DIY Forum

 

Ultimate Handyman Ultimate Handyman Ultimate Handyman Ultimate HandymanUltimate Handyman on Pinterest

 

DIY Forum/Home improvement advice forum

 

 

A-Z CONTENTS | DISCLAIMER | DIY VIDEO | HOME | SAFETY FIRST | FORUM RULES

It is currently Thu Oct 19, 2017 7:16 pm
Visit Thermo worx


Time zone: Europe/London [ DST ]




 

 


Post new topic Reply to topic  [ 8 posts ] 
Author Message
PostPosted: Fri Jul 21, 2017 11:12 am 
Offline
Senior Member

Joined: Fri Jan 25, 2008 11:34 am
Posts: 920
Location: Buckinghamshire
Has thanked: 4 times
Been thanked: 3 times
Hi Guys,(its been a while)
I have to rub down part of the ceiling in the kitchen where I filled in a long small crack and don't want the whole kitchen to fill with dust, does anyone have any tips to reduce the amount of dust from sanding down at all please. :help:


Share on FacebookShare on TwitterShare on DiggShare on DeliciousShare on Google+
Top
 Profile  
Reply with quote  
PostPosted: Fri Jul 21, 2017 3:11 pm 
Offline
Senior Member
User avatar

Joined: Wed Sep 10, 2008 4:58 pm
Posts: 2870
Has thanked: 739 times
Been thanked: 329 times
Use dust sheets and a small spray bottle filled with water. Spray it in the air every few minutes and that should stop most of the dust from sitting in the air. That should minimise the mess but won't stop it.

If you have a spare set of hands they can hold a hoover wand over where you're sanding.

If money is no object, for this and future mess free sanding buy a Mirka sander



For this message the author Argyll has received gratitude : multiman
Top
 Profile  
Reply with quote  
PostPosted: Fri Jul 21, 2017 8:50 pm 
Online
Senior Member

Joined: Thu Apr 14, 2011 7:33 pm
Posts: 3036
Location: Dundee, Scotland.
Has thanked: 487 times
Been thanked: 588 times
This would be about the cheapest dust sheet you can get https://www.toolstation.com/shop/Painti ... eet/p46541



For this message the author OchAye has received gratitude : multiman
Top
 Profile  
Reply with quote  
PostPosted: Sat Jul 22, 2017 9:02 am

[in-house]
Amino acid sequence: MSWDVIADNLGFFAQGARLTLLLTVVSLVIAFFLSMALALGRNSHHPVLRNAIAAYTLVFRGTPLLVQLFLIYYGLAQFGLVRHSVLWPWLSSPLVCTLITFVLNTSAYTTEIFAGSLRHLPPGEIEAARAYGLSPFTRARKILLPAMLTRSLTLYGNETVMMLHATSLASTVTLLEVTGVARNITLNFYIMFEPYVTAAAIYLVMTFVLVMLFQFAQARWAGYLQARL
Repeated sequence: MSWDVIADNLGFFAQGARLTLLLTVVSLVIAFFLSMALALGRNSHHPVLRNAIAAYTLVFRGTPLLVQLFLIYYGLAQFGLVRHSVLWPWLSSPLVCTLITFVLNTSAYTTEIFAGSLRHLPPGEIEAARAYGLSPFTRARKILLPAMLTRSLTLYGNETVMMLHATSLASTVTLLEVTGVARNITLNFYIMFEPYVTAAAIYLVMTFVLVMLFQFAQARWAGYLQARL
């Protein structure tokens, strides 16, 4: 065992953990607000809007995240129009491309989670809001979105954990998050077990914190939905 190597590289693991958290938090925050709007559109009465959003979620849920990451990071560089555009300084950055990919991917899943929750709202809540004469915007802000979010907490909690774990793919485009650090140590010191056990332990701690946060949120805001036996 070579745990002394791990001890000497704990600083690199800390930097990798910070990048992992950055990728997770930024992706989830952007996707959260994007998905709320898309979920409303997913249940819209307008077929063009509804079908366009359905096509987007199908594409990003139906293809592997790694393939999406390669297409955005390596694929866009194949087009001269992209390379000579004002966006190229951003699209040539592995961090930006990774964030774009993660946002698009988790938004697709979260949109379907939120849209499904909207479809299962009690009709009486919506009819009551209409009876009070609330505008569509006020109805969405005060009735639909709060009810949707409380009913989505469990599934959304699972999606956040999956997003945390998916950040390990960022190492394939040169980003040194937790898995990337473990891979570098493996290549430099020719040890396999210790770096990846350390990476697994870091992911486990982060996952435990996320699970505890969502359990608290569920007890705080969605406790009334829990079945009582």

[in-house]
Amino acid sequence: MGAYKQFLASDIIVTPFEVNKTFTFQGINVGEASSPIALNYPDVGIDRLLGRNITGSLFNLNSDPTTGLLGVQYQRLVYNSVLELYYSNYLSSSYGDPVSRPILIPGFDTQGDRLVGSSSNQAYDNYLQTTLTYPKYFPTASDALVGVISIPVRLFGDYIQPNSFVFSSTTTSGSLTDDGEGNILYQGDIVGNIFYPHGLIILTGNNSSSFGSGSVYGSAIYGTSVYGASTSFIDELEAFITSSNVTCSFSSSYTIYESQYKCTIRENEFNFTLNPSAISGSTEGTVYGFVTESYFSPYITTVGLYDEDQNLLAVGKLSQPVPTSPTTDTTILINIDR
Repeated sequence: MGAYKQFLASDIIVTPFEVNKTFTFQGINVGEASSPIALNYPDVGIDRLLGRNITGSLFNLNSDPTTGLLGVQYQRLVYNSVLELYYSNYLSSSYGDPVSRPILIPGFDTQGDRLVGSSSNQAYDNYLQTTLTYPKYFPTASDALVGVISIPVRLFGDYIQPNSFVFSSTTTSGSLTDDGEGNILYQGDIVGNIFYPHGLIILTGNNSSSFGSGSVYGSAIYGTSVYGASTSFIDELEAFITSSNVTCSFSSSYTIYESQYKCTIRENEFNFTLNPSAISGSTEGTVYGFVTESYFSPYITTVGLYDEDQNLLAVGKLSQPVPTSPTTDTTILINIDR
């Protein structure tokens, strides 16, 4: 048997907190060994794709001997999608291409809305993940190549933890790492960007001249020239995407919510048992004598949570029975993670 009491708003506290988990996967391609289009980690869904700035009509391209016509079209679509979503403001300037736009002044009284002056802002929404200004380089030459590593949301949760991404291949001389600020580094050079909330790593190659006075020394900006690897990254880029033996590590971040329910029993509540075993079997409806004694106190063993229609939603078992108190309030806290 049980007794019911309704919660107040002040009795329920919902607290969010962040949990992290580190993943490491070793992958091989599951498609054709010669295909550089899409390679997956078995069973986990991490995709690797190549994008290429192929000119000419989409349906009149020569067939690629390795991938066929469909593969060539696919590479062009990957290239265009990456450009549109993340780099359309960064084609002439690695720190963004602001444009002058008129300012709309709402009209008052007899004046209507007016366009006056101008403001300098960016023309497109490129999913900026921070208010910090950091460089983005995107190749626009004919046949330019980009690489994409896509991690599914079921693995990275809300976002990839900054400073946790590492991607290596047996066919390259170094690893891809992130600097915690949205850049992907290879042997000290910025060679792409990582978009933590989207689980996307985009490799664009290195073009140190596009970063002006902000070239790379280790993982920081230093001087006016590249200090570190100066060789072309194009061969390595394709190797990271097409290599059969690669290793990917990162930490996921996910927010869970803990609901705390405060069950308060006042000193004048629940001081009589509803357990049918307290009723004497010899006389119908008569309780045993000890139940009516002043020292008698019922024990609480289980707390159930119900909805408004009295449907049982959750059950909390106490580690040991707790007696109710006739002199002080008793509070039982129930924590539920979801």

Offline
Senior Member

Joined: Wed Jun 22, 2011 2:20 pm
Posts: 678
Has thanked: 99 times
Been thanked: 81 times
An alternative might be to rake it all out, then fill again in stages, using a surface filler with a wide scraper or blade to apply it - this should leave you with a surface that needs little or no sanding..


Top
 Profile  
Reply with quote  
PostPosted: Sat Jul 22, 2017 9:22 am 
Online
Senior Member

Joined: Fri Jan 20, 2006 5:51 pm
Posts: 7183
Location: Essex
Has thanked: 404 times
Been thanked: 1406 times
Sander in one hand hoover nozzle in the other works. You may have to lift your vacuum up on a workmate to get the reach.

DWD


Top
 Profile  
Reply with quote  
PostPosted: Mon Jul 24, 2017 9:26 am 
Offline
Senior Member

Joined: Fri Jan 25, 2008 11:34 am
Posts: 920
Location: Buckinghamshire
Has thanked: 4 times
Been thanked: 3 times
Thanks for the tips guys, put a dust sheet down in the end but a bit messy still, but all done now (ish)
will post pics tonight when I get home as I am not 100% happy with the finish even though I raked out the crack a bit so to make sure I got enough filler in there and did use a extra wide filler knife it still seems a bit "unpleasant" on the eye and its the first thing I notice when I walk into the kitchen and look up at the ceiling. So might re-do the repair again. :wink:


Top
 Profile  
Reply with quote  
PostPosted: Mon Jul 24, 2017 7:48 pm 
Offline
Senior Member

Joined: Fri Jan 25, 2008 11:34 am
Posts: 920
Location: Buckinghamshire
Has thanked: 4 times
Been thanked: 3 times
Hi guys how do I attach a photo straight from my iPhone


Top
 Profile  
Reply with quote  
PostPosted: Mon Jul 24, 2017 8:05 pm 
Offline
Senior Member

Joined: Fri Jan 25, 2008 11:34 am
Posts: 920
Location: Buckinghamshire
Has thanked: 4 times
Been thanked: 3 times
Should I redo the whole thing again?


Attachments:
IMG_9663.JPG
IMG_9663.JPG [ 114.83 KiB | Viewed 170 times ]
Top
 Profile  
Reply with quote  
Display posts from previous:  Sort by  
Post new topic Reply to topic  [ 8 posts ] 


Similar topics
   

Time zone: Europe/London [ DST ]


Who is online

Users browsing this forum: No registered users and 0 guests


You cannot post new topics in this forum
You cannot reply to topics in this forum
You cannot edit your posts in this forum
You cannot delete your posts in this forum
You cannot post attachments in this forum

Search for:
Jump to:  
Visit Hilti


 

 

 

News News Site map Site map SitemapIndex SitemapIndex RSS Feed RSS Feed Channel list Channel list
ultimatehandyman privacy policy

Contact

 

Powered by phpBB® Forum Software © phpBB Group

phpBB SEO